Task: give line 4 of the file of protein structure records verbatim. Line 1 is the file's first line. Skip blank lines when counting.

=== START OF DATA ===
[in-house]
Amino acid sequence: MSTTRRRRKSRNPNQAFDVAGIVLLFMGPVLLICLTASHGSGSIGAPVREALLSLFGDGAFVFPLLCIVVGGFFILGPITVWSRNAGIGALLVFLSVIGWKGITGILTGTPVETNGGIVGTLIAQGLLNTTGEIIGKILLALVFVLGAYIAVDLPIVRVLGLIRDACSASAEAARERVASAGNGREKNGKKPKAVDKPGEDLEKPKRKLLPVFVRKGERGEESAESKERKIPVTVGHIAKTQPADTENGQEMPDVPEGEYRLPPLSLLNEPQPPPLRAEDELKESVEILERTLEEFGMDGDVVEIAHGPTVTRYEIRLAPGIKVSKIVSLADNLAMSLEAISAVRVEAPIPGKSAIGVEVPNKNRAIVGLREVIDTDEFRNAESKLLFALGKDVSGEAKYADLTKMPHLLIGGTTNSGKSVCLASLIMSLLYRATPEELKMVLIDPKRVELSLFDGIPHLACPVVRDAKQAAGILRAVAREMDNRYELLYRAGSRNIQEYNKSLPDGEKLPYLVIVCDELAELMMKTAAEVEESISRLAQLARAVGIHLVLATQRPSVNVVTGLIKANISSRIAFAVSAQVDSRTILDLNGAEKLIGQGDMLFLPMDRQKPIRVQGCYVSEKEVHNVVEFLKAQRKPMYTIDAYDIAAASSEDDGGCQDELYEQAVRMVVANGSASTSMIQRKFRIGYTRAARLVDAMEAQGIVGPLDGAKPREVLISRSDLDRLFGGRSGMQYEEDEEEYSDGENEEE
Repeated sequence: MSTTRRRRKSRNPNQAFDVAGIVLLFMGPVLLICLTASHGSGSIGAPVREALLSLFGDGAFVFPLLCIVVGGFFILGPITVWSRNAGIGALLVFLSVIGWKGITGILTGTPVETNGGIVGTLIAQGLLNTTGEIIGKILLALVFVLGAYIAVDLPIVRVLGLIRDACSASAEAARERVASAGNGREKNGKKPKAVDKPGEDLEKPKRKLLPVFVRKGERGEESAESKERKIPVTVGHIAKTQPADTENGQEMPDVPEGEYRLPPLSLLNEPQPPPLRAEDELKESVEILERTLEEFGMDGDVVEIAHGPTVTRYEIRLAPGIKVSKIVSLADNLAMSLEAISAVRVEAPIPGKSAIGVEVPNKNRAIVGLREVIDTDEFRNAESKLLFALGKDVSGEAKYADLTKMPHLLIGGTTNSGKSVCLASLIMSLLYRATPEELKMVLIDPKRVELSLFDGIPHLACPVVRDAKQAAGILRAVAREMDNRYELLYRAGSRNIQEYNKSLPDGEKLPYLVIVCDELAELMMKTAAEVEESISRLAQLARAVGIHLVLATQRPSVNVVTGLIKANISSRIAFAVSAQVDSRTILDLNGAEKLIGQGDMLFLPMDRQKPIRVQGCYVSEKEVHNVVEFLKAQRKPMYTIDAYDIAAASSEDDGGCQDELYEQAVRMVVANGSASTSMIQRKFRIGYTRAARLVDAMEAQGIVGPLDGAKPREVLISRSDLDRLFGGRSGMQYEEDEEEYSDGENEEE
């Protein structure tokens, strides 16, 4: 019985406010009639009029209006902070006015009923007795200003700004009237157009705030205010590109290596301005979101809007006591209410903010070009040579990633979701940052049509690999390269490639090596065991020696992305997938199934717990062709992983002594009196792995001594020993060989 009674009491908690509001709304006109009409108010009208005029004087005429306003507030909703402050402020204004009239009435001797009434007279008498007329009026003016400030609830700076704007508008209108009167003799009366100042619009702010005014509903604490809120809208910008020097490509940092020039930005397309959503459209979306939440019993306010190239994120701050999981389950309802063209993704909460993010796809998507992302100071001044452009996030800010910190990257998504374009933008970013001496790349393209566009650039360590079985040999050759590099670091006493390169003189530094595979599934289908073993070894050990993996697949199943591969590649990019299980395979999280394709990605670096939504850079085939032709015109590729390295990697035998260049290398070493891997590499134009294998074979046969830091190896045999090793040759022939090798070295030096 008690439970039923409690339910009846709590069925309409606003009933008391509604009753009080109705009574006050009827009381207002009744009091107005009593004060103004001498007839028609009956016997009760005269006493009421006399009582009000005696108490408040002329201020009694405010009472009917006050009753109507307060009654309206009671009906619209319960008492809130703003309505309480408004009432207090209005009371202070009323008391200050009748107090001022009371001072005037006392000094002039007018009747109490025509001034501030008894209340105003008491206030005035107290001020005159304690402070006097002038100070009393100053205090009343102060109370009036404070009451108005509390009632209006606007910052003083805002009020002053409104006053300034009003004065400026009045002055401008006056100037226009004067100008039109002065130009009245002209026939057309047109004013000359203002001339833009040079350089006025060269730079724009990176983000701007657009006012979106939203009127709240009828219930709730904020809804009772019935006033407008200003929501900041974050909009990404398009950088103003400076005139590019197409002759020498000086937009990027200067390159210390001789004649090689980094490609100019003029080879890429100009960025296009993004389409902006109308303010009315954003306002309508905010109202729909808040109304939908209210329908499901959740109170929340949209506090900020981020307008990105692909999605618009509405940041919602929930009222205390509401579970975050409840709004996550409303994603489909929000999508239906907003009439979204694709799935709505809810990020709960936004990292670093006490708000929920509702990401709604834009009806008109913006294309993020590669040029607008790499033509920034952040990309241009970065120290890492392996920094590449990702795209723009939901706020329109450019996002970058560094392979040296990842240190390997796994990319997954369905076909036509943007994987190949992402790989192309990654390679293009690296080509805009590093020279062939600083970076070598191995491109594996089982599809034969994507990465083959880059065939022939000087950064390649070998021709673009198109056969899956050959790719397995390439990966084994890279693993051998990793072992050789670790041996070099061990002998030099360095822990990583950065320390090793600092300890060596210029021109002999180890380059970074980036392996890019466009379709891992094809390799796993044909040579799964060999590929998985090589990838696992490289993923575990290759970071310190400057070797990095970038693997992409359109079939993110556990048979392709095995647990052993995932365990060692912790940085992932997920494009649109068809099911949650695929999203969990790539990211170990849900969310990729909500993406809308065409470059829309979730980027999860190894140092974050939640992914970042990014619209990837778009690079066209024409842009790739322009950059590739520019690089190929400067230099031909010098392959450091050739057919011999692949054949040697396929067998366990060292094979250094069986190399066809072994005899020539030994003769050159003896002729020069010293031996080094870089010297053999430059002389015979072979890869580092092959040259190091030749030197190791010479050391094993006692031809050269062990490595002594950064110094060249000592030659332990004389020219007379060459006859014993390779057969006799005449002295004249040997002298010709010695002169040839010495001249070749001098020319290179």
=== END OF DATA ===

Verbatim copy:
């Protein structure tokens, strides 16, 4: 019985406010009639009029209006902070006015009923007795200003700004009237157009705030205010590109290596301005979101809007006591209410903010070009040579990633979701940052049509690999390269490639090596065991020696992305997938199934717990062709992983002594009196792995001594020993060989 009674009491908690509001709304006109009409108010009208005029004087005429306003507030909703402050402020204004009239009435001797009434007279008498007329009026003016400030609830700076704007508008209108009167003799009366100042619009702010005014509903604490809120809208910008020097490509940092020039930005397309959503459209979306939440019993306010190239994120701050999981389950309802063209993704909460993010796809998507992302100071001044452009996030800010910190990257998504374009933008970013001496790349393209566009650039360590079985040999050759590099670091006493390169003189530094595979599934289908073993070894050990993996697949199943591969590649990019299980395979999280394709990605670096939504850079085939032709015109590729390295990697035998260049290398070493891997590499134009294998074979046969830091190896045999090793040759022939090798070295030096 008690439970039923409690339910009846709590069925309409606003009933008391509604009753009080109705009574006050009827009381207002009744009091107005009593004060103004001498007839028609009956016997009760005269006493009421006399009582009000005696108490408040002329201020009694405010009472009917006050009753109507307060009654309206009671009906619209319960008492809130703003309505309480408004009432207090209005009371202070009323008391200050009748107090001022009371001072005037006392000094002039007018009747109490025509001034501030008894209340105003008491206030005035107290001020005159304690402070006097002038100070009393100053205090009343102060109370009036404070009451108005509390009632209006606007910052003083805002009020002053409104006053300034009003004065400026009045002055401008006056100037226009004067100008039109002065130009009245002209026939057309047109004013000359203002001339833009040079350089006025060269730079724009990176983000701007657009006012979106939203009127709240009828219930709730904020809804009772019935006033407008200003929501900041974050909009990404398009950088103003400076005139590019197409002759020498000086937009990027200067390159210390001789004649090689980094490609100019003029080879890429100009960025296009993004389409902006109308303010009315954003306002309508905010109202729909808040109304939908209210329908499901959740109170929340949209506090900020981020307008990105692909999605618009509405940041919602929930009222205390509401579970975050409840709004996550409303994603489909929000999508239906907003009439979204694709799935709505809810990020709960936004990292670093006490708000929920509702990401709604834009009806008109913006294309993020590669040029607008790499033509920034952040990309241009970065120290890492392996920094590449990702795209723009939901706020329109450019996002970058560094392979040296990842240190390997796994990319997954369905076909036509943007994987190949992402790989192309990654390679293009690296080509805009590093020279062939600083970076070598191995491109594996089982599809034969994507990465083959880059065939022939000087950064390649070998021709673009198109056969899956050959790719397995390439990966084994890279693993051998990793072992050789670790041996070099061990002998030099360095822990990583950065320390090793600092300890060596210029021109002999180890380059970074980036392996890019466009379709891992094809390799796993044909040579799964060999590929998985090589990838696992490289993923575990290759970071310190400057070797990095970038693997992409359109079939993110556990048979392709095995647990052993995932365990060692912790940085992932997920494009649109068809099911949650695929999203969990790539990211170990849900969310990729909500993406809308065409470059829309979730980027999860190894140092974050939640992914970042990014619209990837778009690079066209024409842009790739322009950059590739520019690089190929400067230099031909010098392959450091050739057919011999692949054949040697396929067998366990060292094979250094069986190399066809072994005899020539030994003769050159003896002729020069010293031996080094870089010297053999430059002389015979072979890869580092092959040259190091030749030197190791010479050391094993006692031809050269062990490595002594950064110094060249000592030659332990004389020219007379060459006859014993390779057969006799005449002295004249040997002298010709010695002169040839010495001249070749001098020319290179």